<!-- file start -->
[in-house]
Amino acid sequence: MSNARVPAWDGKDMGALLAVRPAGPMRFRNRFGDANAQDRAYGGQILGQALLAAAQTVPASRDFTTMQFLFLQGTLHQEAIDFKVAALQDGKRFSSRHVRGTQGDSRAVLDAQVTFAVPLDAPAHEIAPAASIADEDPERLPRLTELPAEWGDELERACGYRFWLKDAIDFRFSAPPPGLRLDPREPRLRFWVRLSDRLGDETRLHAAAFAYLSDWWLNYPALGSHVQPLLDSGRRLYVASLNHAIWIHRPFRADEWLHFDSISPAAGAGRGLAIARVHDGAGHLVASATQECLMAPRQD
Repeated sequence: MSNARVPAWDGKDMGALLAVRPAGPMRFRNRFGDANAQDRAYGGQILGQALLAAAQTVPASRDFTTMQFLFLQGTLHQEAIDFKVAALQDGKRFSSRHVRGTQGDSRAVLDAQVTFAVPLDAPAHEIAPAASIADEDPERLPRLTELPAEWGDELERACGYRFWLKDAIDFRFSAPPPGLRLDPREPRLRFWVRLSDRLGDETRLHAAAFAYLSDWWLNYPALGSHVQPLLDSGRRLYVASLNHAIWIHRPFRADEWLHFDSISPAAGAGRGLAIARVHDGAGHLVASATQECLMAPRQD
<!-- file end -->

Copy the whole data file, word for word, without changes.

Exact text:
[in-house]
Amino acid sequence: MSNARVPAWDGKDMGALLAVRPAGPMRFRNRFGDANAQDRAYGGQILGQALLAAAQTVPASRDFTTMQFLFLQGTLHQEAIDFKVAALQDGKRFSSRHVRGTQGDSRAVLDAQVTFAVPLDAPAHEIAPAASIADEDPERLPRLTELPAEWGDELERACGYRFWLKDAIDFRFSAPPPGLRLDPREPRLRFWVRLSDRLGDETRLHAAAFAYLSDWWLNYPALGSHVQPLLDSGRRLYVASLNHAIWIHRPFRADEWLHFDSISPAAGAGRGLAIARVHDGAGHLVASATQECLMAPRQD
Repeated sequence: MSNARVPAWDGKDMGALLAVRPAGPMRFRNRFGDANAQDRAYGGQILGQALLAAAQTVPASRDFTTMQFLFLQGTLHQEAIDFKVAALQDGKRFSSRHVRGTQGDSRAVLDAQVTFAVPLDAPAHEIAPAASIADEDPERLPRLTELPAEWGDELERACGYRFWLKDAIDFRFSAPPPGLRLDPREPRLRFWVRLSDRLGDETRLHAAAFAYLSDWWLNYPALGSHVQPLLDSGRRLYVASLNHAIWIHRPFRADEWLHFDSISPAAGAGRGLAIARVHDGAGHLVASATQECLMAPRQD